Everyone knows that playing its first and second round NCAA Tournament games in Milwaukee would be extremely beneficial for Wisconsin and I know a lot of Badger fans are wondering how that can happen. The bottom line is that it is possible, but the Badgers have a lot of work to do.
In this morning's Badger Bits, I mentioned Wisconsin's chances of playing at the Bradley Center in March and linked to a JSOnline blog post that indicated UW would have to be a No. 1, 2, 7, 8, 9, 10, 15 or 16 seed to play in Milwaukee.
My first reaction was to question this because I know that specific games are not assigned to specific sites until the bracket is filled out by the selection committee in March. Last year I had a chance to sit in a session at the Big Ten Network where one of the heads of the NCAA Selection Committee explained the selection process to us. That hour session was just as confusing as the AP Calculus class I took in high school, but in the end, it was very insightful.
The reality is that the selection process is VERY confusing and the only difference between it and the BCS is that the NCAA Selection Committee actually has a rhyme and reason for everything it does. Figuring out how they do it is tough, but once you you do, it actually makes sense.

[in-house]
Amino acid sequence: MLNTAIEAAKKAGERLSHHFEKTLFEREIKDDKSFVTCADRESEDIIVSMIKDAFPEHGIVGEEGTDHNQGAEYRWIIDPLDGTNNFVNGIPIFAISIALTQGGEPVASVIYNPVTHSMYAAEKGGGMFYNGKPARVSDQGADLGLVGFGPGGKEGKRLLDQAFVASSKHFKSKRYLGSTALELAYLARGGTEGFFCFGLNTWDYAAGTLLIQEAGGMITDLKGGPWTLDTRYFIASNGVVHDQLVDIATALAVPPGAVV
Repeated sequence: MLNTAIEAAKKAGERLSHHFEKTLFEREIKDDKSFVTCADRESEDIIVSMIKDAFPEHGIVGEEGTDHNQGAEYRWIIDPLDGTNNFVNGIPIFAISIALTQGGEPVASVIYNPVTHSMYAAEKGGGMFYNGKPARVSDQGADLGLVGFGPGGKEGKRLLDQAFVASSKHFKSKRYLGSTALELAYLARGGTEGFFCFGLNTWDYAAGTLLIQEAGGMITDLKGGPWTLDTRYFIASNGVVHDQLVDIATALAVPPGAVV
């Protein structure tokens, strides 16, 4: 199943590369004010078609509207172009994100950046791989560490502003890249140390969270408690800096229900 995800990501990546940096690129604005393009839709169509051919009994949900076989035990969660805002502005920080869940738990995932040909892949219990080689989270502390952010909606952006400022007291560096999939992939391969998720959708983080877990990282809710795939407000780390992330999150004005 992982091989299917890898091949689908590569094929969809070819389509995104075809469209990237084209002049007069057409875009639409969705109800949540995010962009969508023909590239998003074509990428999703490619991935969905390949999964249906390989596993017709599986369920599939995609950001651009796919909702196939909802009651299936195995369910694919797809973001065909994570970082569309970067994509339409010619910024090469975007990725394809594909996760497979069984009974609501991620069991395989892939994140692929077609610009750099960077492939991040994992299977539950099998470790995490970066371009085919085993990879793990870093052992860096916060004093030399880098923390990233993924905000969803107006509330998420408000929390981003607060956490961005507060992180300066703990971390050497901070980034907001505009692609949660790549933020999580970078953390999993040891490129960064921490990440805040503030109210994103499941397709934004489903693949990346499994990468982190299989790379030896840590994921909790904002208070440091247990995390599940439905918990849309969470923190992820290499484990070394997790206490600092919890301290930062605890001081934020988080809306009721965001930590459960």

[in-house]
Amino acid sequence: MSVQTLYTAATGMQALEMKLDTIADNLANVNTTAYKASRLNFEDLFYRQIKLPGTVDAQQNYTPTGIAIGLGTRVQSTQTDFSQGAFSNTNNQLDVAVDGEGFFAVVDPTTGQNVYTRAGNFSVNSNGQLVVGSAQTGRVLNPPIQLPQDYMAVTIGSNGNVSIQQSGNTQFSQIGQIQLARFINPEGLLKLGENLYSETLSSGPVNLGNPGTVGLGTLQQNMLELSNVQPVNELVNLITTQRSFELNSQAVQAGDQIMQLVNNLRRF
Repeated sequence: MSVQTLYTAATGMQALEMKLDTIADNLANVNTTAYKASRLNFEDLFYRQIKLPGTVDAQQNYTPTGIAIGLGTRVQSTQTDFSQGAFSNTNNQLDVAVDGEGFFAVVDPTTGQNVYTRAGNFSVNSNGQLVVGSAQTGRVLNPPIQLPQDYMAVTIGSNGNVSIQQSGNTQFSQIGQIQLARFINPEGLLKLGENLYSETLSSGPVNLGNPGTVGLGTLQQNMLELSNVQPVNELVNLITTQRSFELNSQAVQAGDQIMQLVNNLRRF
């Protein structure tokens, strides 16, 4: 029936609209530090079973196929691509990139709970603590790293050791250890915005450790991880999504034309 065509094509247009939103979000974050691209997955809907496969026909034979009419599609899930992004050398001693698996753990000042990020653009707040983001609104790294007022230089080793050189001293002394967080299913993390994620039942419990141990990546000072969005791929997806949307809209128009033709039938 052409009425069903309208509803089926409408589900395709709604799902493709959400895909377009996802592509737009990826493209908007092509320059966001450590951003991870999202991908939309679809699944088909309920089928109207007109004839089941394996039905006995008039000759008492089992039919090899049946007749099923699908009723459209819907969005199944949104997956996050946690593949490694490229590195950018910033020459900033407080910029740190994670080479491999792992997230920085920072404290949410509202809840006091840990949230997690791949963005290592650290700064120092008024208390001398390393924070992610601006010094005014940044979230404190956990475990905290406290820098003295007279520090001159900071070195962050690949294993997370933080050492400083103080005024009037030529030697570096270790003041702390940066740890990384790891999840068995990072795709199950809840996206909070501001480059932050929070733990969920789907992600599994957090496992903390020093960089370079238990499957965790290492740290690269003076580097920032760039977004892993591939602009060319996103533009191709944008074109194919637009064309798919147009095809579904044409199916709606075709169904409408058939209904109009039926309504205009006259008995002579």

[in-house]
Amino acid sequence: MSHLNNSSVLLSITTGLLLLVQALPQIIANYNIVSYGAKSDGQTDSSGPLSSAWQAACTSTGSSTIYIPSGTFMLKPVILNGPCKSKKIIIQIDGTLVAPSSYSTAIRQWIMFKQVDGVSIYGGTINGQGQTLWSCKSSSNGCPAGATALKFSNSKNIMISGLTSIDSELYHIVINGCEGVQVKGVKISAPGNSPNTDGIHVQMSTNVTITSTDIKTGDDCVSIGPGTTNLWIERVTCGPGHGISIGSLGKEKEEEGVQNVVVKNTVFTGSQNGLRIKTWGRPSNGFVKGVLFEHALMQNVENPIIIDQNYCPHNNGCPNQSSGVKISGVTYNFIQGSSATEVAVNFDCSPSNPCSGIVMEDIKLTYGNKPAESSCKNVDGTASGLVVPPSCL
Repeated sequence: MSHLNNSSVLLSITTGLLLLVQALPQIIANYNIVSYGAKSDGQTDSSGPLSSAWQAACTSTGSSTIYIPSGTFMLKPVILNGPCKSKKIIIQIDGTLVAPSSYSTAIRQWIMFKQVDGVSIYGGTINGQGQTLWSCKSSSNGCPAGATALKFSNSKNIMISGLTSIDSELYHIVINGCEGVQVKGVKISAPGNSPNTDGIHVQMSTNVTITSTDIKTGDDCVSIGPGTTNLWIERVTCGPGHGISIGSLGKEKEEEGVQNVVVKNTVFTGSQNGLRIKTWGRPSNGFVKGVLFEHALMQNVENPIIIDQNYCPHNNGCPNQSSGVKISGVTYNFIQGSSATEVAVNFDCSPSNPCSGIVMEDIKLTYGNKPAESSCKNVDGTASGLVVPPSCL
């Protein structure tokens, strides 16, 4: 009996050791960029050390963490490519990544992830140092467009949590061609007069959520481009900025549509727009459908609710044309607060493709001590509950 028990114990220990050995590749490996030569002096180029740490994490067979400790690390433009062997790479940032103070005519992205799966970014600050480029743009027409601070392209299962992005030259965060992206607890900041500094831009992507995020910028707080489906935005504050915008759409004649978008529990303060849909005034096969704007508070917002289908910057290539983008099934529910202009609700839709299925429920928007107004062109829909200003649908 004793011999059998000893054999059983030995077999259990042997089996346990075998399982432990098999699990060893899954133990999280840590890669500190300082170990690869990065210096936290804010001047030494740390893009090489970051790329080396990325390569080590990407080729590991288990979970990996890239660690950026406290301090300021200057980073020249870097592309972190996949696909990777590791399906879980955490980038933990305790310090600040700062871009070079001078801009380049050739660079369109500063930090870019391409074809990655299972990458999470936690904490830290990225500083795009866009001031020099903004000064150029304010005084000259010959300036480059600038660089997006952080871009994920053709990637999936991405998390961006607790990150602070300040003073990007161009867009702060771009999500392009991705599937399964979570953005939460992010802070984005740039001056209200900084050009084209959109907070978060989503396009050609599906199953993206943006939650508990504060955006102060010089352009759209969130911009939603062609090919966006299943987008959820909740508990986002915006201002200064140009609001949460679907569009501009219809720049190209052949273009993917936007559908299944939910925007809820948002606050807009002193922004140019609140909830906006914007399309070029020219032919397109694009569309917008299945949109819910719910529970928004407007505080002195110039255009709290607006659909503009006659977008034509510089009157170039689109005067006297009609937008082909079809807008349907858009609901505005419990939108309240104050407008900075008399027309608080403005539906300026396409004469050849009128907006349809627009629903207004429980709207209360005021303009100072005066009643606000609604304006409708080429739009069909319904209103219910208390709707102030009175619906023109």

To clear this all up, I e-mailed Chris Dobbertean from Blogging The Bracket this morning because I knew he could explain this a lot better than I could. Chris is SB Nation's resident Bracketologist and I'll let the follow explanation from him to do the talking:
The top 16 teams are assigned to the closest available site, in selection (or S-curve) order. It's pretty likely for Milwaukee to host a 1 and 2 seed for the first weekend, as it's the closest site for Kentucky, Michigan State, and Purdue. For the same reason, you could say the same thing about Oklahoma City, as it's the closest site for Kansas, Texas, and Kansas State. But it's not a lock.
Once two high seeds are slotted in a site, it's taken off the board. With the lack of decent Western teams this year, that means teams who are seeded 4th, like I have the Badgers this week, are likely to get shipped out West.
Basically, Wisconsin needs to get to the top two lines to have any shot at playing at the Bradley Center this year.
Now, if they were slip down a seven seed or worse, could the Badgers play in Milwaukee? The answer is yes, but there would have to be a little bit of luck involved. From what I learned in my selection committee seminar last year, the teams get ranked 1-65 and then are slotted into their seeds based on those rankings. Limiting travel is VERY important to the committee, but those considerations are given to the higher ranked teams. Basically, if Wisconsin is the highest ranked No. 7 seed then they could end up in Milwaukee, but if Illinois was also a No. 7 seed and they were ranked higher, then the Illini would get the nod to Milwaukee.
By the way, that also means that if Wisconsin is ranked No. 8 and Purdue is ranked No. 7 (according to the selection committee), both would be No. 2 seeds but the Boilermakers would go to Milwaukee.
There are also some exceptions made. This isn't a math formula with one right answer. This is a committee that makes decisions based on everyone's best judgement.
A lot can happen and most of it is out of the Badgers' hands. Basically if Wisconsin wants to play in Milwaukee, it needs to win basketball games and hope for the best.